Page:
Ranching To Improve Resilience

Diminishing the Effects of Drought on Forage Production

Drought is a recurrent stressor in ranching that can, at times, seem insurmountable. A regenerative ranching strategy, along with a drought contingency plan are adaptive ways ranches can build more resiliency into their operations. Regenerative ranching is not a one-size-fits-all approach to management. It is a suite of practices that, through trial and error, can be adjusted to fit a ranch. A drought contingency plan is part of an adaptive grazing approach in a regenerative system that affords ranches the opportunity to highlight trigger points unique to their operation that will elicit actions based on precipitation, range conditions and/or livestock prices.

Regenerative ranching takes a systematic, proactive approach to influence key drivers of resilience in a range or pasture setting. Adaptive grazing, increasing forage production through improved species selection and utilization, and fertilization are a group of practices that help build soil health. Implementing a grazing plan that allows for rest and recovery, improving plant species through selection and fertilization will look different on every ranch. 

One thing these practices have in common is they improve soil organic carbon. Soil organic matter is, roughly, 58% soil organic carbon. This fraction of the soil imparts many positive attributes to the system, including improved water infiltration and water holding capacity. The ability to retain and absorb water can have a dramatic effect on water availability during a drought. A 1% increase in soil organic matter can increase the water storage potential by more than 20,000 gallons on an acre.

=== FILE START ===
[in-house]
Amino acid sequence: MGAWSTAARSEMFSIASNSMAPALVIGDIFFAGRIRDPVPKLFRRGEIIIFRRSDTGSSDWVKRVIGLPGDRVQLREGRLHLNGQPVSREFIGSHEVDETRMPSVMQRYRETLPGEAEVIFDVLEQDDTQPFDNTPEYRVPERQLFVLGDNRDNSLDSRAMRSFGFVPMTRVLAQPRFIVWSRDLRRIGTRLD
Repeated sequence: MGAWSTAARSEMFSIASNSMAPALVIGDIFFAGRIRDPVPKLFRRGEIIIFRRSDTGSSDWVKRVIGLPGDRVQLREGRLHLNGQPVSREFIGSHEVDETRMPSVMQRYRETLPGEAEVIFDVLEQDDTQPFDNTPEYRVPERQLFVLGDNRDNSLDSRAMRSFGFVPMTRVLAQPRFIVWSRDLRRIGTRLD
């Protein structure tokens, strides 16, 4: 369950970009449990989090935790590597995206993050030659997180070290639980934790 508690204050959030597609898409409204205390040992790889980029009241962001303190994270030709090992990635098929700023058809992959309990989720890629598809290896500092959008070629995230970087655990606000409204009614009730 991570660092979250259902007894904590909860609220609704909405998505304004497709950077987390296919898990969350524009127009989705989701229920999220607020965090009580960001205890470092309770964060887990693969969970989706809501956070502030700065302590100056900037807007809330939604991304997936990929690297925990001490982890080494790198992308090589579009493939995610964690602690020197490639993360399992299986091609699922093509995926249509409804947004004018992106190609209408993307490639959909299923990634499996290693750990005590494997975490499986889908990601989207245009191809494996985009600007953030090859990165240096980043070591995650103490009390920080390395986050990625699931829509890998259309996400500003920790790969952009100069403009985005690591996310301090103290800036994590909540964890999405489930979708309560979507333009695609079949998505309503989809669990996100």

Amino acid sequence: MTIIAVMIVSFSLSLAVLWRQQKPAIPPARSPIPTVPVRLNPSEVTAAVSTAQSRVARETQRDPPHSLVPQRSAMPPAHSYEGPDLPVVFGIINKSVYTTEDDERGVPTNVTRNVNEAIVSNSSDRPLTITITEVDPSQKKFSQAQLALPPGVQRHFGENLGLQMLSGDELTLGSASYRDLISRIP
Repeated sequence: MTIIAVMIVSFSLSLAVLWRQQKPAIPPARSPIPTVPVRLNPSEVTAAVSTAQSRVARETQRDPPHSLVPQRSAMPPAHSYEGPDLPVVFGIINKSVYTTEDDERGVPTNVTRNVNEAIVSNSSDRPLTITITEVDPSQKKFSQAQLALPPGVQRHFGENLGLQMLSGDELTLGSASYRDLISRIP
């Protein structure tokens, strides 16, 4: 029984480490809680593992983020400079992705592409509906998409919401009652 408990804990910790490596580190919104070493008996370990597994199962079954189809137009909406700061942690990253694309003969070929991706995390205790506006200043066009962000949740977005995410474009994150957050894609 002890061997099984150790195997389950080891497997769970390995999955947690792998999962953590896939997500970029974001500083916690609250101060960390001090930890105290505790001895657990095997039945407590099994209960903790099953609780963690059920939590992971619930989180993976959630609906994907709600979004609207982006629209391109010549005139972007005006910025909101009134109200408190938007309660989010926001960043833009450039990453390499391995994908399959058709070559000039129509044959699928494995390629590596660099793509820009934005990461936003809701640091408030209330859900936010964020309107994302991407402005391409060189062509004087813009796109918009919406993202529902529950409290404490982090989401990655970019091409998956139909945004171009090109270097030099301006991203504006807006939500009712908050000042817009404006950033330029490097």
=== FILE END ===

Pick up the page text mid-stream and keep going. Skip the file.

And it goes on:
Working to proactively improve the forage base of a ranch through improved grazing and utilization, species selection and fertilization will improve the soils ability to withstand drought. Creating a drought contingency plan that employs adaptive management to quickly adjust livestock numbers to the quantity of forage available under changing weather conditions will reduce the impacts to the health of your range or pasture during a drought. 

Published on: October 3, 2022

Seth Urbanowitz

Agronomist


Seth grew up in a small town in Illinois. He has over ten years of experience in the agriculture industry, the university system, and working as an independent consultant. Seth holds several degrees: B.S. in Agribusiness Economics (Southern Illinois), M.S. in Education (University of Tennessee), M.S. in Plant Science & Agronomy (South Dakota State University). Throughout the years, opportunities to work in production ag and on the technical side, helped him gain knowledge of the diverse production systems across the West and Midwest. Seth specializes in soil fertility, soil health, cover crops, on-farm research, carbon and nitrogen cycling. He maintains that contributing to the larger picture and adding value to an agricultural operation are his prime motivations. Seth believes agronomy feeds the world and he enjoys solving problems with growers.